Adrian Moore, Ph.D., is vice president of policy at Reason Foundation, a non-profit think tank advancing free minds and free markets. Moore leads Reason's policy implementation efforts and conducts his own research on topics such as privatization, government and regulatory reform, air quality, transportation and urban growth, prisons and utilities.
Moore, who has testified before Congress on several occasions, regularly advises federal, state and local officials on ways to streamline government and reduce costs.
In 2008 and 2009, Moore served on Congress' National Surface Transportation Infrastructure Financing Commission. The commission offered "specific recommendations for increasing investment in transportation infrastructure while at the same time moving the Federal Government away from reliance on motor fuel taxes toward more direct fees charged to transportation infrastructure users." Since 2009 he has served on California's Public Infrastructure Advisory Commission.
Mr. Moore is co-author of the book Mobility First: A New Vision for Transportation in a Globally Competitive 21st Century (Rowman & Littlefield, 2008). Texas Gov. Rick Perry said, "Speaking from our experiences in Texas, Sam Staley and Adrian Moore get it right in Mobility First." World Bank urban planner Alain Bartaud called it "a must read for urban managers of large cities in the United States and around the world."
Moore is also co-author of Curb Rights: A Foundation for Free Enterprise in Urban Transit, published in 1997 by the Brookings Institution Press, as well as dozens of policy studies. His work has been published in the Wall Street Journal, Los Angeles Times, Boston Globe, Houston Chronicle, Atlanta Journal-Constitution, Orange County Register, as well as in, Public Policy and Management, Transportation Research Part A, Urban Affairs Review, Economic Affairs, and numerous other publications.
In 2002, Moore was awarded a World Outsourcing Achievement Award by PricewaterhouseCoopers and Michael F. Corbett & Associates Ltd. for his work showing governments how to use public-private partnerships and the private sector to save taxpayer money and improve the efficiency of their agencies.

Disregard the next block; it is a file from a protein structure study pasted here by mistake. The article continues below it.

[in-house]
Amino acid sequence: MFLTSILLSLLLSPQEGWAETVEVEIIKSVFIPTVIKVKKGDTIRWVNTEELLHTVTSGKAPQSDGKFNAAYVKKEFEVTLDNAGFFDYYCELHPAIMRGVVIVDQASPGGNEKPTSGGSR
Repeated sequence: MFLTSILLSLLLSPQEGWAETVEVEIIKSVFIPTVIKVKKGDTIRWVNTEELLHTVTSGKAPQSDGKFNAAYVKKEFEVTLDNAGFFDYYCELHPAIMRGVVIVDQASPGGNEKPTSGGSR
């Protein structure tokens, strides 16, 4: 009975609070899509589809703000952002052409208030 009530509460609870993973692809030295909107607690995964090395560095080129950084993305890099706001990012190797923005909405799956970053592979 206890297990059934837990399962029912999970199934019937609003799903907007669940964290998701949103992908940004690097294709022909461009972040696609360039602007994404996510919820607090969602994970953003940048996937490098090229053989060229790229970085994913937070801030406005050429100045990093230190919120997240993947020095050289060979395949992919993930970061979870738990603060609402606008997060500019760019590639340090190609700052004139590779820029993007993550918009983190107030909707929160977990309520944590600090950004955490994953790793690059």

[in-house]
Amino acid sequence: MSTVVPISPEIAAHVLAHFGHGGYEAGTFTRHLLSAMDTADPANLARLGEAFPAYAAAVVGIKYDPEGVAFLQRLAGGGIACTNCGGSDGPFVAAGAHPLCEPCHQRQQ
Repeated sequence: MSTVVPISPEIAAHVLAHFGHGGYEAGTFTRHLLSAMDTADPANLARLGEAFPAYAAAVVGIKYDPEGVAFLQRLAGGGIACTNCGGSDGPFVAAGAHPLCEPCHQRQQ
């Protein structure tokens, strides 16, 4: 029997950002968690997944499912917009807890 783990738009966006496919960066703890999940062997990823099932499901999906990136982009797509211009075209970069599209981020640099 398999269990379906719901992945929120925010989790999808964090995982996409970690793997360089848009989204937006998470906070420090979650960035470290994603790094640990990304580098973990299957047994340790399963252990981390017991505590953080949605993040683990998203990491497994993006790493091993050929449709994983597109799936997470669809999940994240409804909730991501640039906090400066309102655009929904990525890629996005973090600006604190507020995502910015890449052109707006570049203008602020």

Prior to joining Reason, Moore served 10 years in the Army on active duty and reserves. As an noncommissioned officer he was accepted to Officers Candidate School and commissioned as an Infantry officer. He served in posts in the United States and Germany and left the military as a Captain after commanding a Heavy Material Supply company.
Mr. Moore earned a Ph.D. in Economics from the University of California, Irvine. He holds a Master's in Economics from the University of California, Irvine and a Master's in History from California State University, Chico.
Examining how the statewide ballot initiatives will impact personal freedom, taxpayers and the state's finances.
California’s Proposition 54: Legislature. Legislation and Proceedings. AKA Public Display of Legislative Bills Prior to Vote.
The fact that hundreds of local governments and many other states post bills online before votes and make video of all their proceedings available show how easy and sensible it is.
California’s Proposition 53: Revenue Bonds. Infrastructure Projects. State Legislature and Voter Approval.
If the state’s credit is being used to fund a local project it is not absurd that all state voters should approve that use of their collective debt.
There should be legislative scrutiny of the use of all public funds, including for health care.
California’s Proposition 51: School Bonds. Funding for K-12 School and Community College Facilities.
The bond would ultimately cost $17.6 billion to the state, accruing $8.6 billion in interest over the life of the bond.
This measure will deal a damaging blow to the California economy and freelance workers in particular.
Another election, another attempt to use popular smoking taxes to funnel money to the well-connected in Sacramento.